We do not anticipate Gulf countries being embroiled in conflict or being directly affected by Soleimani’s killing. The UAE has already stated the need for calm and for diplomatic solutions to the conflict. Kuwait has also sought to de-escalate tensions. Even Saudi Arabia, Iran’s biggest adversary in the region, has called for restraint. These countries are not willing to engage in a war with Iran owing to the widespread infrastructural and economic damage that would be caused. There is the potential for the IRGC to increase funding to Iranian proxy groups in Bahrain, but the security forces tightly control all opposition groups and attacks on US infrastructure remains unlikely. However, the unmanned aerial vehicle (UAV) that was used in the airstrike that killed Soleimani on 3rd January was allegedly flown from the US Ali Al-Salem Air Base in Kuwait, something Kuwait has denied. This may make US sites in these countries a target for Iranian attacks, although we consider this unlikely to happen in the coming months.


There has been a marked attempt by the Saudis since the Abqaiq oil refinery attack in September to reduce tensions in Yemen. The war has lasted almost five years and the internationally recognised Abdrabbuh Mansur Hadi government has not been reinstated; the Houthis still control a large part of north-western Yemen, including the capital Sana’a. Mohammed Bin Salman, the Saudi Crown prince and de facto ruler, has sought to wind the war down for domestic reasons, as he is attempting to open the country to investment and attract tourists; constant Houthi missile fire is not conducive to this cause. However, in the aftermath of Soleimani’s killing, the IRGC may provide further encouragement and support to the Houthis to attack American targets in the US and throughout the Gulf. Although the IRGC do not directly control the Houthis, the group has a robust arsenal of drones as well as ballistic and cruise missiles that can be easily utilised to fire across Yemen’s northern border.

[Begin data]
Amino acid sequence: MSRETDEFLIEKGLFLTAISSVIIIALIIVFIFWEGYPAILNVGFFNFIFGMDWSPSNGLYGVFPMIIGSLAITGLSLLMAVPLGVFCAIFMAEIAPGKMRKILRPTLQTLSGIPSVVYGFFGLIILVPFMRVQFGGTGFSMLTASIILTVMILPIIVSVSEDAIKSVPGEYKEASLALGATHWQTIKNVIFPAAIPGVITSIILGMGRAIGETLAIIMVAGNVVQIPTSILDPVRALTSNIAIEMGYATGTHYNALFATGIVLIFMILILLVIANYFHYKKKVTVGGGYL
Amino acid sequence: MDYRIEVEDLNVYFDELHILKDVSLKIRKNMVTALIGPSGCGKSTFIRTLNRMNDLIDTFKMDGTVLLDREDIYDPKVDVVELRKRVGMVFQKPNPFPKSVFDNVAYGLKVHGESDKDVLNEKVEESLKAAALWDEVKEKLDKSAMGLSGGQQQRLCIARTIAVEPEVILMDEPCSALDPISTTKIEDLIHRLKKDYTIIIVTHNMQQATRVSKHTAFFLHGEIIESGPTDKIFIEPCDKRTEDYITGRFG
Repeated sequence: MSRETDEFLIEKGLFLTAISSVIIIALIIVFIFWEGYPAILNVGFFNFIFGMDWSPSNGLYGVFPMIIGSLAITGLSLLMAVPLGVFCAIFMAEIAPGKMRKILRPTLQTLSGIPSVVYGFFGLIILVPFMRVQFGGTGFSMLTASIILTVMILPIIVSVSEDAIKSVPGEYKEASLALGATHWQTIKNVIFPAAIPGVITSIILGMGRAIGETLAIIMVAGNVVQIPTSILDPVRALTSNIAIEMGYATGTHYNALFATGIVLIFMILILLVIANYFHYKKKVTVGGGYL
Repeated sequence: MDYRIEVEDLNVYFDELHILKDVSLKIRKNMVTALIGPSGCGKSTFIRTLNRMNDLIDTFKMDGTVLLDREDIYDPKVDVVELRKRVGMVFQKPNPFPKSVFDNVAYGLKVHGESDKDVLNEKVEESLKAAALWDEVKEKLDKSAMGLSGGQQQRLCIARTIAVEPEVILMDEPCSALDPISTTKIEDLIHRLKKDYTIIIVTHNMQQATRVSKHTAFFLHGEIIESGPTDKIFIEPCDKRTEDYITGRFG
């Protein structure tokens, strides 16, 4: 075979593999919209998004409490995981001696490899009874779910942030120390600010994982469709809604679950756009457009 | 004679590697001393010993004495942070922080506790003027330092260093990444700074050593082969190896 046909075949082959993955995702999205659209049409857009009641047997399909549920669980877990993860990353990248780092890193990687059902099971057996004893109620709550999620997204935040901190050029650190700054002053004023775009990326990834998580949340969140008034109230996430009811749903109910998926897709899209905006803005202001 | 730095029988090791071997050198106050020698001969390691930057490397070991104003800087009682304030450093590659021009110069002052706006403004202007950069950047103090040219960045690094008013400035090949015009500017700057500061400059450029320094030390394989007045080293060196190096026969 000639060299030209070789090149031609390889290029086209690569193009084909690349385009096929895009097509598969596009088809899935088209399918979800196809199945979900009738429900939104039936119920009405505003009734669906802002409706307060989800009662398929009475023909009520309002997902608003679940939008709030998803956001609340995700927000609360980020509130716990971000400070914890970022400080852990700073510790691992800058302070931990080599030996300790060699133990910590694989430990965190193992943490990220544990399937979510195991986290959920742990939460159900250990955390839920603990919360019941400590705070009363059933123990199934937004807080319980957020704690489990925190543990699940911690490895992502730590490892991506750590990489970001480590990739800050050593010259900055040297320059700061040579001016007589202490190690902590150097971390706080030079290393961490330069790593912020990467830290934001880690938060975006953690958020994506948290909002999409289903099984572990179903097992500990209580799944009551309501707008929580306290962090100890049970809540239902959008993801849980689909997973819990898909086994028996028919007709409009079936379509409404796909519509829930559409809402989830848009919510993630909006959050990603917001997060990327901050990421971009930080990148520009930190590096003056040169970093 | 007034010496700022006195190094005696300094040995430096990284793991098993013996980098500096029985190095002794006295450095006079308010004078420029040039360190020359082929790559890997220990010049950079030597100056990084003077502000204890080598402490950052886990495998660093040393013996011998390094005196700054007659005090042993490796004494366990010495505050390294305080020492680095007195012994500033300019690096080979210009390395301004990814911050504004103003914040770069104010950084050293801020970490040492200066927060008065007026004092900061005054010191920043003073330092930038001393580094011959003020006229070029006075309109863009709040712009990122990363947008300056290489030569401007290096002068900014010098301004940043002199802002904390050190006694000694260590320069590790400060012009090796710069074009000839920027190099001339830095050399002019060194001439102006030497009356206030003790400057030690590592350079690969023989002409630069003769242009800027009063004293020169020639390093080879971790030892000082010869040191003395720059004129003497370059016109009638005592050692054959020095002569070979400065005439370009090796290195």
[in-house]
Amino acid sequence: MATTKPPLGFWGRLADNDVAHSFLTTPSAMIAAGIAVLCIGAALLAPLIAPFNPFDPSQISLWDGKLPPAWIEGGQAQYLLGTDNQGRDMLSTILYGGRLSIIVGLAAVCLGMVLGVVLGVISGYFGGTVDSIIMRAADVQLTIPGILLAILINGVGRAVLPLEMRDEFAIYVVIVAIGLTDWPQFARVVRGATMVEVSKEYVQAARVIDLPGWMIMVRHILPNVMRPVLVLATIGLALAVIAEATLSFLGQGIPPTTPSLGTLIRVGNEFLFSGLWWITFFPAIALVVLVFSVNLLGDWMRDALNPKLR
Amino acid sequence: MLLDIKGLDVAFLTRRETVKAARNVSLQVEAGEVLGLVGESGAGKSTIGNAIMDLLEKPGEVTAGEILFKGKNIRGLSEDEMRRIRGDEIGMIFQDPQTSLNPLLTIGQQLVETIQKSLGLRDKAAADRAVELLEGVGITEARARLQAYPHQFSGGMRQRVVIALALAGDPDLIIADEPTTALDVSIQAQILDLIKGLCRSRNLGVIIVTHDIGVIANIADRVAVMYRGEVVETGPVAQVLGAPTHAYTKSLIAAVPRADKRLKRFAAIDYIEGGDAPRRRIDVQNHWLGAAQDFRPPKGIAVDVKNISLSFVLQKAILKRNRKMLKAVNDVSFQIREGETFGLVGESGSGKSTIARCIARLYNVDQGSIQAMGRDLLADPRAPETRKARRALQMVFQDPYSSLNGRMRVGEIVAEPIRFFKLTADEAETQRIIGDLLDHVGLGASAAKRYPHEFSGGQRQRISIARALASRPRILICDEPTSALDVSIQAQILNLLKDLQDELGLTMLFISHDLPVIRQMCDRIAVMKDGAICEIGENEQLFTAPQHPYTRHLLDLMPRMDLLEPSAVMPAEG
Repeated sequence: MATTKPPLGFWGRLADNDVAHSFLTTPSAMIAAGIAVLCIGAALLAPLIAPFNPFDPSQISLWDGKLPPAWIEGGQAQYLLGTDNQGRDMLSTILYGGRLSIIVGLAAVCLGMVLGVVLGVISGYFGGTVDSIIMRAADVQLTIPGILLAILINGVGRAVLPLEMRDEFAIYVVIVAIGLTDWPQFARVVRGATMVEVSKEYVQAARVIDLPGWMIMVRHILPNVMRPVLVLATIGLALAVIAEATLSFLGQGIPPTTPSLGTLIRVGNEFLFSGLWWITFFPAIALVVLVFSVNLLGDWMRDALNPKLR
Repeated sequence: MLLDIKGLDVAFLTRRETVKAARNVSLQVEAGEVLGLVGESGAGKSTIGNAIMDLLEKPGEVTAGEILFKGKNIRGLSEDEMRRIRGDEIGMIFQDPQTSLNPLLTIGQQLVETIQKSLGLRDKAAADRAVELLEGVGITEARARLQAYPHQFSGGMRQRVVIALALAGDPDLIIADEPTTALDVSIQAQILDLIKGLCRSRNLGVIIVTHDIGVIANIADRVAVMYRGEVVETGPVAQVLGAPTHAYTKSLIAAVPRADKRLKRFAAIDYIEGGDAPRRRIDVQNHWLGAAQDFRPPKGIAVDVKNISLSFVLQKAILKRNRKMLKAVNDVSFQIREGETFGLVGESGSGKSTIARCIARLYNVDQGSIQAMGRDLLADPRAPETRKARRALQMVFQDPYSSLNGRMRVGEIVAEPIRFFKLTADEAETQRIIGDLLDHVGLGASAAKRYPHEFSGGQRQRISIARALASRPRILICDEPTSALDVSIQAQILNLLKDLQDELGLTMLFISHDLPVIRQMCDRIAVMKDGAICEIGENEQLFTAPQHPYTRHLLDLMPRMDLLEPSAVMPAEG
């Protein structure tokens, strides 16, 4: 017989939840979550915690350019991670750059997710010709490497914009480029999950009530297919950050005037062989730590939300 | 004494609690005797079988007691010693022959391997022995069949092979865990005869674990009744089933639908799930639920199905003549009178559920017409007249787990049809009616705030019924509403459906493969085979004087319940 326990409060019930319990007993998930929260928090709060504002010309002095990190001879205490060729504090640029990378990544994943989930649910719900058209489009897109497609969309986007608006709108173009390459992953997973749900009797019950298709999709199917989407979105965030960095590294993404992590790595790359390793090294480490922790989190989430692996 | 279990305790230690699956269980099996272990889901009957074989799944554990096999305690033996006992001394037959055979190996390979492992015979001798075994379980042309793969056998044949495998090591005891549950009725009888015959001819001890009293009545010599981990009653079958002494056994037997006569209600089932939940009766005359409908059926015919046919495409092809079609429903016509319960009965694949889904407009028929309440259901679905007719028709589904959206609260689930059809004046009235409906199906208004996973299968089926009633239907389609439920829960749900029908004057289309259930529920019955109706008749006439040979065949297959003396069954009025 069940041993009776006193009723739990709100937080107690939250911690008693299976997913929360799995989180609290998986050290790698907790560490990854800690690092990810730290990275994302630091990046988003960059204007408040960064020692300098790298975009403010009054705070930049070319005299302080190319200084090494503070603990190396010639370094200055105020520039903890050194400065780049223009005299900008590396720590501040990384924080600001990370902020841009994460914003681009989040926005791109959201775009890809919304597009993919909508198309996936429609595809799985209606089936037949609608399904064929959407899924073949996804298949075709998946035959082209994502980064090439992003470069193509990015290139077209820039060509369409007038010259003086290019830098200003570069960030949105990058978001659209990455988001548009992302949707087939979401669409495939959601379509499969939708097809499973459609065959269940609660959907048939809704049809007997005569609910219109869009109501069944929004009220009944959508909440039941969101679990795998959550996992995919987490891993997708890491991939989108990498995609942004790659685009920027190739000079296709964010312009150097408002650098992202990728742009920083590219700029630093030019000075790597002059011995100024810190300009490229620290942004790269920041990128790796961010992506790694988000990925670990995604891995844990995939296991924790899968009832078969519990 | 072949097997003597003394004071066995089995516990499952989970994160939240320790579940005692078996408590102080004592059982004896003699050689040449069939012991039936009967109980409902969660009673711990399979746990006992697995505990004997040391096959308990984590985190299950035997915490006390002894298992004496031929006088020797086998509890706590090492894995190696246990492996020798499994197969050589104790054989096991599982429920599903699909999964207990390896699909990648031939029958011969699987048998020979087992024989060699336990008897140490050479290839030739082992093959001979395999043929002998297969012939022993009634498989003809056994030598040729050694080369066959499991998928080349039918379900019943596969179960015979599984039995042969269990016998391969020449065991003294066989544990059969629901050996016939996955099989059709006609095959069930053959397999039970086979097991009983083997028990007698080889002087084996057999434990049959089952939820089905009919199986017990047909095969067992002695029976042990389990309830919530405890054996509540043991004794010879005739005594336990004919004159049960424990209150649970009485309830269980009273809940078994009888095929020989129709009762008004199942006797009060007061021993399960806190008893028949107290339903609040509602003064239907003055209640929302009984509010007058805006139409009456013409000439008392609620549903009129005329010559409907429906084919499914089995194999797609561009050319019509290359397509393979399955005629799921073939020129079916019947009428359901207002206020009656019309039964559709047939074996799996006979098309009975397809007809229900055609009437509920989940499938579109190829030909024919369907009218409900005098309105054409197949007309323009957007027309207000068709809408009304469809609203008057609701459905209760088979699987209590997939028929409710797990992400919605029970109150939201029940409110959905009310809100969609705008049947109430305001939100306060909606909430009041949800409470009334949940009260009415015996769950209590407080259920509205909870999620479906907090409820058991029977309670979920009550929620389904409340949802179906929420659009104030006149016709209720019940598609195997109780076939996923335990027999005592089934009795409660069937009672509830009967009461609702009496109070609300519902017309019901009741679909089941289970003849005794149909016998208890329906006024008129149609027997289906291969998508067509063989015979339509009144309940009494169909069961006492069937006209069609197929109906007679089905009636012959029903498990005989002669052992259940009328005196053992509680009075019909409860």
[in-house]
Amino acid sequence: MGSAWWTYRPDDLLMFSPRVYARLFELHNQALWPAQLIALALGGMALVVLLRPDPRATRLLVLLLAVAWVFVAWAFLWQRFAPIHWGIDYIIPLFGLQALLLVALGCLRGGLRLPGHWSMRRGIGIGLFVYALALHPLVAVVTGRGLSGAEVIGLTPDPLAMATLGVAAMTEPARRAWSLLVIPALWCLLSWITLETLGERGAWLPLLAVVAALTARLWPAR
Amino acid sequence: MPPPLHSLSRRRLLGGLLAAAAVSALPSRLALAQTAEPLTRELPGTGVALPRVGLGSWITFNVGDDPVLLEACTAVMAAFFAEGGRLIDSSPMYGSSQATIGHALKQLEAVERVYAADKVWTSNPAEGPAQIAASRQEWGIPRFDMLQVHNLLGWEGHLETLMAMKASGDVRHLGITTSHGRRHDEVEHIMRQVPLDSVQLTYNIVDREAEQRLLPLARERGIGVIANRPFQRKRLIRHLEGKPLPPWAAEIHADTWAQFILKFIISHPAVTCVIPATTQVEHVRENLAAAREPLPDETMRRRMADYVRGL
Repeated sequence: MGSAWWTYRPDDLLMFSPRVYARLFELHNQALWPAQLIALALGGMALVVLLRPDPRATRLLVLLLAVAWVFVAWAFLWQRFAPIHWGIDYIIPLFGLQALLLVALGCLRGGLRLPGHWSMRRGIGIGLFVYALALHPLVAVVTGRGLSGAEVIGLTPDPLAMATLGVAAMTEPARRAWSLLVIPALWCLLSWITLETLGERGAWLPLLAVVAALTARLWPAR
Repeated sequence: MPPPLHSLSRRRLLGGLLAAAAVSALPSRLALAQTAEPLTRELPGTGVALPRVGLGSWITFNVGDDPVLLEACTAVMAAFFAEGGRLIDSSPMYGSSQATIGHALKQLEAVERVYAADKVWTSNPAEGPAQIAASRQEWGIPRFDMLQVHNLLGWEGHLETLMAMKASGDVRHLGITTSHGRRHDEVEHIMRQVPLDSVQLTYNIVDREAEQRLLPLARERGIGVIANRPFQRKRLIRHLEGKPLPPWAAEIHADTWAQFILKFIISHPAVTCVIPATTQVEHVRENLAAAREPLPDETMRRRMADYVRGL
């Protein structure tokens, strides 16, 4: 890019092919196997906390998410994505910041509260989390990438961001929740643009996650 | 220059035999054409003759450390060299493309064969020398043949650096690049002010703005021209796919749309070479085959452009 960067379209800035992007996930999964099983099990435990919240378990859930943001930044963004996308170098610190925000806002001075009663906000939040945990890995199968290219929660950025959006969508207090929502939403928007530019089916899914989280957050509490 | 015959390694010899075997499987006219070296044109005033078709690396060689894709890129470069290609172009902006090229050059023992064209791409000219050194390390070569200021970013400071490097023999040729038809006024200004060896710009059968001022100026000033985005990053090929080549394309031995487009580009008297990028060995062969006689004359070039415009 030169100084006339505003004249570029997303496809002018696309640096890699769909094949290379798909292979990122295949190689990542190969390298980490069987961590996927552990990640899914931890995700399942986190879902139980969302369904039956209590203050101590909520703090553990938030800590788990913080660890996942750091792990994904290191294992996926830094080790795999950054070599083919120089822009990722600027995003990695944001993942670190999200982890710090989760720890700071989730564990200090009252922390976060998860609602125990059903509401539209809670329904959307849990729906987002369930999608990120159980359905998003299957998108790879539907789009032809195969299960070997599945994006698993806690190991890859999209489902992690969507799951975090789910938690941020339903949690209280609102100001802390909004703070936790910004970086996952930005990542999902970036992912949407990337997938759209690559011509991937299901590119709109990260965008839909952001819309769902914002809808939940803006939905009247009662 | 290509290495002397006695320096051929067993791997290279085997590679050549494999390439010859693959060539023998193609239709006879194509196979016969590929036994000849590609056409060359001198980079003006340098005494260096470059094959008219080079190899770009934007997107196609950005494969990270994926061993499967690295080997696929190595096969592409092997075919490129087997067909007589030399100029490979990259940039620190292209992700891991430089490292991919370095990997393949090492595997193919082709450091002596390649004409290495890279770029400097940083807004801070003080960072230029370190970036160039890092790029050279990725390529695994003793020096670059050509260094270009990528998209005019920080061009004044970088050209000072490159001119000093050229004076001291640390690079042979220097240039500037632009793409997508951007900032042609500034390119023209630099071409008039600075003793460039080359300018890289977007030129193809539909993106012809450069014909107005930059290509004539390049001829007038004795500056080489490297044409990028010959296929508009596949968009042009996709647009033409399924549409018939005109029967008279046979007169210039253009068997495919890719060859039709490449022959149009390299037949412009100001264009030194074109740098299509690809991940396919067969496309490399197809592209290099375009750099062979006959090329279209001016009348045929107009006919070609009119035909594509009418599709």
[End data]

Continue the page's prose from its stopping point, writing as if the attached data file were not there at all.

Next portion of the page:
Iran is likely to attack US ships and naval assets in the Persian Gulf. While Iranian attacks in the Persian Gulf have been focused against US allies such as the UAE and the UK, the IRGC has thus far been hesitant to attack US-flagged ships. This could change in the aftermath of Soleimani’s death. The USS Abraham Lincoln Carrier Strike Group reported last month that Iranian naval ships had harassed vessels as they were leaving the Gulf of Oman and the Arabian Sea; further incidents of a similar nature are likely in the coming months.

Security managers with assets throughout the Middle East should ensure that evacuation plans are current, actionable and regularly tested in case of a rapid deterioration in the security environment.

Escalatory triggers to look out for include:

• Death of US military personnel/contractors
• Further US assassinations of top Iranian military generals.
• Attack on US infrastructure in a gulf country such as Saudi Arabia, Kuwait or Bahrain.
• Large US Troop deployment to the Middle East (50k+)
• Expulsion of US troops from Iraq

Our advice to travellers and organisations in the Middle East would be to monitor independent news sources for updates, as local media in the Middle East can often be skewed and favourable towards a specific government.

Organisations should also ensure that employees being deployed to the region are fully briefed on the political and security developments in Iraq and any other potential destinations.